Walts Salsa - 1

A couple of years ago I was working as a cabinetmaker in a small shop. There were about six employees in all and we were very close with the owners. The husband worked side by side with us in the shop while the wife ran the office.

At some point during the summer our boss brought in some salsa and put it in the break room refrigerator. At the end of the day he told us all to take a jar home and enjoy it. At that point in time the only salsa that I had tried was store bought stuff (Pace, ect) and I thought the stuff was sickening.

One of the guys I used to work with told me to take a jar and give it a try, that it was nothing like the stuff I didn’t like. I took his advice and brought a jar home with me, picking up a bag of tostedos on the way.

Later that night I gave it a try and was blown away, the salsa was awesome. Majority of the ingredients came from the gardens of friends and family. Those in addition to a couple of store bought products made up the salsa.

The following day I thanked my boss for the salsa and asked how he made it. He kindly provided me with a rough list of ingredients and I was on my way. For years he had been making it without any formal recipe, he made it taste and added more, or less, of whatever it looked like the salsa needed.

Over the last couple of years I have been making my own during the summer months. Up until last year I was able to get just about all of my ingredients from the gardens of friends and family. Last year I had to head to the produce section of my grocery store and purchase everything. The end result was good, but didn’t compare to what I was making the year before.

These days when I want to make a down and dirty salsa that is simple, I use a variety of fresh vegetables and canned goods. I tend to go this route if I need to whip up salsa for a get together and don’t have the time to slice and dice a mountain of vegetables.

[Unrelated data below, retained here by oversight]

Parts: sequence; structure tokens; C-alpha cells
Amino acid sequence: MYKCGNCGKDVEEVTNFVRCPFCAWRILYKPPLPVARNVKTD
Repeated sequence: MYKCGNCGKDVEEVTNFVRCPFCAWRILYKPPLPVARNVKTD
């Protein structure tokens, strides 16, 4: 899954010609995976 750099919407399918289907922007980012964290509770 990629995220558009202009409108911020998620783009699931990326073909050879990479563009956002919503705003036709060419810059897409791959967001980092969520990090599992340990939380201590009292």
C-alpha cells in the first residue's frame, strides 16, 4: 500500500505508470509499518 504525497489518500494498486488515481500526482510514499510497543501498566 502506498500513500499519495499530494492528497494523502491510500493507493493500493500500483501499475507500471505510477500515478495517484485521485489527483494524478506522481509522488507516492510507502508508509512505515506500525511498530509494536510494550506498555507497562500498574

I’ve never written down my recipe, or even tried to make note of quantities. I’ve always done everything by sight and added things to taste. Below is more, or less, my down and dirty salsa. If you get some free time, give it a try sometime.

Recipe

  • 3 Tomatoes
  • 3 Jalapeño Peppers
  • 1 Green Pepper
  • ½ Onion
  • 1 Cup of Corn
  • ½ Cup of Black Beans
  • 2 Cloves Garlic
  • 1 Can Petite Cut Tomatoes with Jalapeño
  • 1 Tablespoon Vinegar
  • Couple Cilantro Leaves

Once all ingredients are combined into a plastic bowl, I pop on a lid and place it into the refrigerator. I find that it doesn’t taste all that appealing at this stage. After a couple of hours in the refrigerator I open it up and mix it. I place it back in the refrigerator and mix again in a few hours. After it is mixed three or four times, I allow it to sit overnight.

The following day it will be ready to go. The time in the refrigerator seems to allow all of the ingredients to marry the flavors of one another. You should be able to tell fairly quickly what it needs more, or less, of for your next batch.

Depending on who will be eating this salsa, I change up the ingredients. If I know my wife will be easting it, I’ll leave it as is. If it will be for me and a couple of friends I generally add a couple more tomatoes, double the Jalapeños and add a couple of Habaneros.

After making a batch of extra hot salsa, with all fresh vegetables from the gardens of friends, I had a friend of the family tell me something that makes me laugh every time I think about it. After eating a small jar he told me “Boy that stuff was good but I paid the price. It felt like I was crapping lightning bolts

have a recipe you care to share?